Valor Firm’s VA Claims Manual

This manual is designed to help veterans understand how VA decides disability claims. At the left, there are links to all the articles in the manual. Using the search bar below, you can search for specific terms like “PTSD” or “DBQ.”

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Nexus

The Nexus Requirement

“Nexus” is a legal term to say that the current disability (requirement #1) is connected to the in-service injury, event, or medical condition (requirement #2).  This is where we see VA denying most veterans’ claims.  The most common connection between the two is what’s called a “direct connection.”  The in-service condition, event or injury is a direct cause of the current disability.  But this is not the only way to establish a connection.

Four Ways to Establish Service Connection

  • Direct: There is a direct link between the current condition and the in-service condition, event or injury
  • Aggravation: The current condition preexisted service but was aggravated by the veteran’s military service
  • Secondary: The current condition is caused by a service-connected disability
  • Presumptive: There is a statutory presumption that even though the current disability did not show up during service, it is presumed to be caused by the veteran’s service

Direct

The disease or condition does not have to exist or manifest itself during service.  Sometimes the VA is very keen to rely on a veteran’s discharge exam to conclude that because the condition did not exist during service, it cannot be related to service.  This is false.

The only requirement is “competent evidence” linking the current condition to an in-service condition, injury or event.  Some conditions do not manifest themselves until long after a veteran’s career is over.  For instance, exposure to loud noises may not cause a noticeable hearing loss until years after a veteran leaves the service.  Exposure to toxic substances can cause issues years down the road.  Service connection is available for any condition.  Proving this connection most often requires medical evidence of a link.

Aggravation

If the veteran entered service with a pre-existing condition, the veteran can still be service-connected for that condition if his/her service made the pre-existing condition worse.  38 U.S.C.S. § 1153.  First, though, remember that servicemembers are presumed to be sound when they enter the military. If the condition wasn’t noted at entry, the veteran should be presumed sound.  If not, then proving aggravation is the key to service-connection.  You can read more about the “presumption of soundness” here.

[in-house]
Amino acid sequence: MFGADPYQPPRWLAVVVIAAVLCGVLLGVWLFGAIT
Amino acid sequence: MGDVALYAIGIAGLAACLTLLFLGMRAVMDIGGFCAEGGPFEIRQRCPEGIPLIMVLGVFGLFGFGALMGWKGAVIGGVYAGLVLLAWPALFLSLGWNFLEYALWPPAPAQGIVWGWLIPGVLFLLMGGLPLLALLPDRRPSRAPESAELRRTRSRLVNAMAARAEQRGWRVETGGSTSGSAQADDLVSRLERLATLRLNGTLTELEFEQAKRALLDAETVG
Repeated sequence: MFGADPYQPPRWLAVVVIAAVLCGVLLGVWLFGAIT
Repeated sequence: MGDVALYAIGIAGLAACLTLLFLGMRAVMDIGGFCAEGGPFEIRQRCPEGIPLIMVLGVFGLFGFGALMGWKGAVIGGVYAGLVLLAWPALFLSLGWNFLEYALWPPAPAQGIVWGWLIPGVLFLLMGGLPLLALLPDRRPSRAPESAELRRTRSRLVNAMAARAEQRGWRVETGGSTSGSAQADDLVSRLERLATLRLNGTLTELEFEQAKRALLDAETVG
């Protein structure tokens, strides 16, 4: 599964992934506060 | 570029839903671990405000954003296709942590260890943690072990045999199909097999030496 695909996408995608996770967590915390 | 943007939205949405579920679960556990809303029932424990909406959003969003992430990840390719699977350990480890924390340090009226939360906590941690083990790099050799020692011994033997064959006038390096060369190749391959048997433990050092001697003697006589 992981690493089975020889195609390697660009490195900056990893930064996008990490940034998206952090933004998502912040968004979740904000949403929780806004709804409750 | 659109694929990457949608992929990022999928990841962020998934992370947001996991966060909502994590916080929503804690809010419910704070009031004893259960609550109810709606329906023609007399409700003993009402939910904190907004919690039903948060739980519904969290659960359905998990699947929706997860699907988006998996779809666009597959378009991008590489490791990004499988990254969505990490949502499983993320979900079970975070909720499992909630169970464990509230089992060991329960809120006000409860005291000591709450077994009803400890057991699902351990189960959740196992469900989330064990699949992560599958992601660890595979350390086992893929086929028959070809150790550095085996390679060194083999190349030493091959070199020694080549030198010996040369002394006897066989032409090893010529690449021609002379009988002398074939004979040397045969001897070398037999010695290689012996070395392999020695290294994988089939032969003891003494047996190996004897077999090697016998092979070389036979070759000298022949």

There is an assumption built into the statute.  If the veteran’s pre-existing condition worsens during service, the VA should assume the veteran’s military service caused the decline.  The VA can overrule this presumption only where there is a “specific finding” (in other words a medical opinion) that the condition declined because of some natural progression of the disease.

The best evidence to prove aggravation is a record of treatment in service for a worsening condition.  A veteran can also seek out a medical opinion comparing the condition’s severity before and after service.

Secondary

Secondary connection is for conditions caused by a veteran’s already service-connected disability.  38 CFR § 3.310.  For instance, medication required for a service-connected disability may have significant side effects.  A veteran can also receive a rating for the side-effects incurred as a result of the medication.     Or a veteran may develop depression as the result of a service-connected severe physical impairment.  The veteran can also be rated for the depression.  Lastly, especially in the case of musculoskeletal injuries, a physical impairment in one area of the body (for example a knee which collapses and causes the veteran to walk with a limp) can create secondary effects in the back, hips, and the other leg.

As with proving direct service connection, generally a medical expert’s opinion is required to connect a condition to an already service-connected condition.

Presumptive

The VA will presume that certain chronic conditions, if they were diagnosed in-service or within a certain period of time after service are connected to the veteran’s service.  The list of chronic conditions is found in 38 CFR § 3.309 and copied here: